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Profiling Mule

Profiling Mule can be useful in helping you identify memory leaks in your custom Mule ESB extensions.

To profile a Mule, you need to load a Java Profiler into the Mule instance.
Although there are multiple Java profiler options available, we recommend using YourKit, a commonly used Java profiler for analyzing JVM performance.

There are two main methods to profile a Mule instance:

Configuring YourKit from the Mule configuration file requires you to restart your Mule instance.
Running the profiler in Attach Mode allows you to profile a running instance without restarting it, however certain restrictions apply.

If you’re not using YourKit, visit your respective profiler’s documentation to understand how to hook into the Mule-Java process.

Hooking Mule into the YourKit Agent

In order to use your own YourKit profiler, you need to first download the YourKit build to your Mule host, and add the following line to the wrapper.conf file located in the $MULE_HOME/conf path:<n>=-agentpath:<absolute-path-to-the-agent>=delay=10000

This enables the YourKit agent to interact with your Mule instance.

The <absolute-path-to-the-agent> value varies depending on the configuration and OS of your machine. Once you downloaded and expanded YourKit package content, you can usually find the agent inside the /bin/ folder.

You can download older build versions from the previous Profiler releases page.

Assuming you downloaded yjp-2013-build-13062 for Linux, for example, the entry to add in wrapper.conf should look like this:<n>=-agentpath:/yjp-2013-build-13062/bin/linux-x86-64/
The <n> component of the Java Service Wrapper needs to be in sequence with the rest of the components in your wrapper.conf file.

By default, YourKit agent scans for an internet facing port. If a specific port is desired, you can set it by adding:<n>=-agentpath:<absolute-path-to-the-agent>=delay=10000,port=<port>.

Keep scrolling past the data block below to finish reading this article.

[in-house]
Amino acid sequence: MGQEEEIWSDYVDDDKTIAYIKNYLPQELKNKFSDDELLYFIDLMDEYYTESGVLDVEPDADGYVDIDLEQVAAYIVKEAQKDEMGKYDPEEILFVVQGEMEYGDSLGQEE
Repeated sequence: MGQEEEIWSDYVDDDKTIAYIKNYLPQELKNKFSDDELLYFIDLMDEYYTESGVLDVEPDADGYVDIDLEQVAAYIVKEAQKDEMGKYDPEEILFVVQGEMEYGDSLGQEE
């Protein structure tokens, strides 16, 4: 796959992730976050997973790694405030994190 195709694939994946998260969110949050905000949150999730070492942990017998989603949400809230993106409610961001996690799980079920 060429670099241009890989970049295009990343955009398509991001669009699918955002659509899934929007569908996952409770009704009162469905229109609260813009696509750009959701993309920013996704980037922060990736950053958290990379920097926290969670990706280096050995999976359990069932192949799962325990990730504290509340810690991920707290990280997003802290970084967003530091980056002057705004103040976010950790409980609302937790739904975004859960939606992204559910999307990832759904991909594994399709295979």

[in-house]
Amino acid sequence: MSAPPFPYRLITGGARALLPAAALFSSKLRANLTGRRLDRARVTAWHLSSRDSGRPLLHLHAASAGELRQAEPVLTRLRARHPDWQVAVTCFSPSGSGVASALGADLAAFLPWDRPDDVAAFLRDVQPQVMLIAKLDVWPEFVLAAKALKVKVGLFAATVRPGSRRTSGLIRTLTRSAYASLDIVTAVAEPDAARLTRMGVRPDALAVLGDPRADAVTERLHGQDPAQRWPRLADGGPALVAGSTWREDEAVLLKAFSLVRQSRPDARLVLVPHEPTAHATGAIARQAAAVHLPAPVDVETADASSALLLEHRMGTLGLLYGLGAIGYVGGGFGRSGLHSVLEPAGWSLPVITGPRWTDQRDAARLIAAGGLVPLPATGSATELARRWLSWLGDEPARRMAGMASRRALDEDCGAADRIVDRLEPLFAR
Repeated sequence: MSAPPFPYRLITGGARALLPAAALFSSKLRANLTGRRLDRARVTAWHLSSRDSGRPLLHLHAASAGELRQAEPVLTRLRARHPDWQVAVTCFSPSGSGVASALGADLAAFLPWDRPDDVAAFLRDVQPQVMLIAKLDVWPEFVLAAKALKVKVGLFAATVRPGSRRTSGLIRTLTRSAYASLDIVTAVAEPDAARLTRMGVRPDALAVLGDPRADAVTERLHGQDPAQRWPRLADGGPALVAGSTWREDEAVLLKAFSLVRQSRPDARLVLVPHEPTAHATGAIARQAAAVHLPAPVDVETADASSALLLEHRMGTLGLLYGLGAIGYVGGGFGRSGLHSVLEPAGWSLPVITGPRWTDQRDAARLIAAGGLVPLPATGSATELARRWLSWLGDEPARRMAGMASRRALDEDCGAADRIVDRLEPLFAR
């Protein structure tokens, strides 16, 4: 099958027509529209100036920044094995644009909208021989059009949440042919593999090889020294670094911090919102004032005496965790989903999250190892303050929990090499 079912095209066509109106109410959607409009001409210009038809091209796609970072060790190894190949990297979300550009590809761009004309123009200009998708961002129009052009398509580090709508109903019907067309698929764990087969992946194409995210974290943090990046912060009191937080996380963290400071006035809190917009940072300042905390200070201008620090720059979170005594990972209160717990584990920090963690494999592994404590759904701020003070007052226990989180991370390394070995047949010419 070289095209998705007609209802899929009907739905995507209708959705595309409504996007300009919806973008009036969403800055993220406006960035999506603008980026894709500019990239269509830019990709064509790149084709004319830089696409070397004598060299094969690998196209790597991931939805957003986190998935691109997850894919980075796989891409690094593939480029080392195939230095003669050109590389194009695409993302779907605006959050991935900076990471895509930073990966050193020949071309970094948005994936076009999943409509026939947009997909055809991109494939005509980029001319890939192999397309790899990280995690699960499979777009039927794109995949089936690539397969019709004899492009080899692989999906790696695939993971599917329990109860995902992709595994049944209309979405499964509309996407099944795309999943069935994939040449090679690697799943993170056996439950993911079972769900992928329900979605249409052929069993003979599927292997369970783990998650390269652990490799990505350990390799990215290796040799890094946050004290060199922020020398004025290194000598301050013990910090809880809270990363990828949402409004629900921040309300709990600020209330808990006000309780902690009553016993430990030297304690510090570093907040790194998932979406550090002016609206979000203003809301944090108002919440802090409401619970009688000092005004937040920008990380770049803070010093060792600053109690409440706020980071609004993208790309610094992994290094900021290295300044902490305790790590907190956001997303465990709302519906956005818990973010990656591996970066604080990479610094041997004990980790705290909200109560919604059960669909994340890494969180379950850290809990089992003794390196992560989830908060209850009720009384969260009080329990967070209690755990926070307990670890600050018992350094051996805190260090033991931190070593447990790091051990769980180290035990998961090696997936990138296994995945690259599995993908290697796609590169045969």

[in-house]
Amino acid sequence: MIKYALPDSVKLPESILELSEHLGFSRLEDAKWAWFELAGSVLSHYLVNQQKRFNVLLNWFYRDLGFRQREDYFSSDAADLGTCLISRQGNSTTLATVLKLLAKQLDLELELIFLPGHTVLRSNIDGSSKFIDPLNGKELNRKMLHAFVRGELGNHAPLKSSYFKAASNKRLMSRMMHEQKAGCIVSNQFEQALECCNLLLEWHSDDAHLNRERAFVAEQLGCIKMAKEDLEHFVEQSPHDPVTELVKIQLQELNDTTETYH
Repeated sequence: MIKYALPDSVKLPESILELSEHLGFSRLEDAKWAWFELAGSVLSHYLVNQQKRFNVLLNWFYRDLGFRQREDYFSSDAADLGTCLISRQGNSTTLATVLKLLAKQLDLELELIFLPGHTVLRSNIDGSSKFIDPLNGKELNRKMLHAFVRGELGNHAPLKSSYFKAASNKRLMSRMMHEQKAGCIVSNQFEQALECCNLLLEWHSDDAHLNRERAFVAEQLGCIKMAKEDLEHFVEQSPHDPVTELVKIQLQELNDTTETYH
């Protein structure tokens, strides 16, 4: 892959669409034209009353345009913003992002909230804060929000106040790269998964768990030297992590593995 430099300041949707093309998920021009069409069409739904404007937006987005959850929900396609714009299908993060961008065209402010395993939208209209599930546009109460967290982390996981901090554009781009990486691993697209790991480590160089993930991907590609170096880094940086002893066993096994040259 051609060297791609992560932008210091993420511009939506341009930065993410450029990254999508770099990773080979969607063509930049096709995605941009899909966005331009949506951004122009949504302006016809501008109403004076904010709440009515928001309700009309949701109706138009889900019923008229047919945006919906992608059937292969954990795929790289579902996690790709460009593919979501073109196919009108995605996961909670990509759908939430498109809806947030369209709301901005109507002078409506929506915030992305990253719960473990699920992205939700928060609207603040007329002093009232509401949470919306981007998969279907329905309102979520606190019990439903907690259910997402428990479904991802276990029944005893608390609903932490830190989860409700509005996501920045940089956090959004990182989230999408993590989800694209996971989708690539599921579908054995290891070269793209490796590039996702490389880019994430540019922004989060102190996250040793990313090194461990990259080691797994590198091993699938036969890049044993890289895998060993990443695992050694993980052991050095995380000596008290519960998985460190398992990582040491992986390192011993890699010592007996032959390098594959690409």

A full list of start up parameters can be found in YourKit startup options.
Restart Mule and set the YourKit profiler UI to connect to the host (with port, if specific port was specified).

Check YourKit documentation for a more detailed explanation on how to properly launch the agent based on your operative system.

Connect the YourKit UI to a Local Mule

  1. Launch YourKit on your local machine.

  2. In Monitor Local Applications, double click the MuleContainerBootstrap process

    profiling mule 286a5
  3. YourKit should now be hooked up to your Mule instance.

    yourkit hooked up

Connect the YourKit UI to a Remote Mule

  1. Launch YourKit on your local machine.

  2. In Monitor Remote Applications, click Connect to remote application.

    monitor remote apps
  3. Set up your server username and password.

  4. Configure the SSH authentication.

    yourkit auth
  5. Click OK.

  6. After scanning for available applications, the YourKit should now be hooked up to your Mule instance.

    yourkit hooked up

Running the Profiler Agent in Attach Mode

  1. Download the profiler to the Mule server.

  2. Unpackage the profiler.

  3. Determine the PID of Mule by running jps.

  4. Capture the PID of the MuleContainerBootstrap.

    2838 MuleContainerBootstrap
    21311 Jps
  5. Within the YourKit package, open the bin directory.

    cd yjp-2015-build-15086/bin
  6. Run including the -attach flag with the PID of MuleContainerBootstrap.

    ./ -attach 2838
  7. Verify the agent is attached

    Attaching to process 2838 using default options
    The profiler agent has attached. Waiting while it initializes...
    The agent is loaded and is listening on port 10001.
    You can connect to it from the profiler UI.
Steps above can vary in a Windows environment. Check the YourKit documentation if the steps above cannot be translated.

Enabling the Profiler Agent

The Profiler agent exposes the YourKit Profiler to JMX to provide CPU and memory profiling. You configure the Profiler agent with the <management:yourkit-profiler/> element. For more information, see JMX Management.

Running the Profiler

To run the profiler, you run Mule with the -profile switch plus any extra YourKit startup options with multiple parameters separated by commas, for example, -profile onlylocal,onexit=memory. This integration pack automatically takes care of configuration differences for Java 1.4.x and 5.x/6.x.

For example:

./mule -profile

Embedded Mule

If you are running Mule embedded in a webapp, the Profiler configuration is completely delegated to the owning container. Launch YourKit Profiler, Tools > Integrate with J2EE server and follow the instructions. Typically, a server’s launch script is modified to support profiling, and you then use this modified start script instead of the original.